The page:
Team Anna Nopp

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Inflammatory Group-Anna Nopp

Research focus

Investigating the immune modulatory role and function of leukocytes in inflammation.

Inflammation is a protective response that involves immune cells, blood vessels, and molecular mediators. The purpose of inflammation is to eliminate the initial cause of cell injury, clear out necrotic cells and tissues damaged from the original insult and the inflammatory process, and to initiate tissue repair. Inflammation can be classified as either acute or chronic. Acute inflammation is the initial response of the body to harmful stimuli and is achieved by the increased movement of plasma and leukocytes, especially granulocytes, from the blood into the injured tissues. Prolonged inflammation, known as chronic inflammation, leads to a progressive shift in the type of cells present at the site of inflammation, such as mononuclear cells, and is characterized by simultaneous destruction and healing of the tissue from the inflammatory process.  Leukocytes are a fundamental part of the inflammatory process. Leukocytes exert however their main physiological and pathophysiological effects extravascular, when they have adhered to the endothelium and transmigrated to the intima sub-endothelia or to the interstitial compartment. The importance of analysing leukocyte recruitment and function at the site where the cells exercise its essential function is of essential importance to position laboratory and clinical findings in a patient benefit perspective.

Team members

Anna Nopp

Anna Nopp, PhD, Associate Professor, Group Leader

The research is focused on the role of basophils in inflammation and as a diagnostic tool for allergy, inflammation and autoimmunity.


Joachim Lundahl

Joachim Lundahl, MD, Assistant Director of Karolinska University Laboratory, PhD, Professor

The research is focused on inflammation in general with emphasis on the innate cellular response.


S G O Johansson

S.G.O. Johansson, MD, PhD, Professor

The research is focused on IgE-mediated allergy.



Zekiye Cansu, BMA

The work includes several immunological
methods with special focus on cell culture and flow cytometry.


Zenib Aljadi

Zenib Aljadi, MD, PhD-student

The research is focused on developing a new method (microfluidic chip) to study basophil functions in inflammation.


Ladan Mansouri

Ladan Mansouri, MD, PhD-student

The research is focused on inflammation and functionality of lymphocytes in patients with chronic kidney disease.


Frida Kalm

Frida Kalm, MSc, PhD-student

The research is focused on improving allergy diagnostics using microfluidic chip technology.



Senka Sendic, MD, PhD-student

The research is focused on inflammation in patients with chronic kidney disease, mainly IgA nephropathy and SLE nephritis.




Leukocytes in inflammation

Leukocyte functionality in chronic kidney disease

Patients with renal failure or chronic kidney disease (CKD) have a greater risk of morbidity and mortality due to infections and cardiovascular diseases, compared to the general population. These emerge from an immunodeficiency, as well as a high inflammatory state in CKD patients. Previous studies of human leukocyte functions in CKD patients have been mainly carried out ex vivo on cells from the peripheral circulation. Leukocytes exert however their main physiological and pathophysiological effects extravascular, when they have adhered to the endothelium and transmigrated to the intima sub-endothelia or to the interstitial compartment. Therefore our projects aim to study recruitment and activation of leukocytes, focusing on how the inflammatory process affects the biological activity of immune cells and how different degrees of kidney failure affect these processes. Analysing leukocyte recruitment and function at the inflammatory site, where the cells execute their essential functions, is of great importance to place the laboratory and clinical findings in a patient benefit perspective.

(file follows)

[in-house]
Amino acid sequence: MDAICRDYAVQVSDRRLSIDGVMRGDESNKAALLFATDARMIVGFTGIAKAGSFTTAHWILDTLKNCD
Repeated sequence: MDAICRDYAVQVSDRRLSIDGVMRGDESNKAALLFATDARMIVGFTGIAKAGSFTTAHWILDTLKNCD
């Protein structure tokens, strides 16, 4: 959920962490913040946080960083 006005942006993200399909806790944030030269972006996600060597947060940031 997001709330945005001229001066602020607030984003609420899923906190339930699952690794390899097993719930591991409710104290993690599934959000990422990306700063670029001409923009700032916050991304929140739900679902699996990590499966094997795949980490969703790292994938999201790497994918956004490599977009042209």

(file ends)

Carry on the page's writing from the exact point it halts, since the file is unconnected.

An important conceptual finding is the recently demonstrated gene regulation of transmigrated neutrophilic granulocytes, which indicates that these cells are capable of expressing a different profile of genes and protein synthesis, essential for survival and apoptosis. Our research group has previously studied how gene expression in neutrophils and monocytes changed in connection with transmigration into an inflammatory site, in the sub-endothelial environment, in patients with kidney disease compared to healthy individuals.

T lymphocytes are considered to play an important pathophysiological role in CKD patients and aberration in the functionality of these cells contributes to increased susceptibility to infections, and decreased response to vaccination. We have shown that T-cells in patients have a different capacity of cytokine production compared to healthy individuals. Moreover, a different profile of T-cell subpopulation in CKD patients may drive diverse features in chronic kidney disease.

A subpopulation of granulocytes, whose role in pato-mechanism of inflammatory diseases is not fully understood, is the basophilic granulocytes. Basophils are able to infiltrate the inflamed tissue in several inflammatory diseases. Recent development of new analytical tools for basophil function in vivo, including basophil deficient mice, has identified pivotal roles for basophils in autoimmune diseases, like systemic lupus erythematosus (SLE). In lupus-like nephritis mice models, basophils have been shown to be activated by deposition of IgE-anti-dsDNA immune complexes in the kidney tissue resulting in up-regulation of adhesion molecules. This regulates cell transmigration into lymphoid organs. Upregulation of MHC class II confers the basophils antigen-presenting properties and production of IL-4 results in a Th2 phenotype. However, since much of this new information has been studied in basophil mice modes it needs to be investigated in human basophils to permit clinical conclusions.

Basophil involvement in IgE-mediated allergy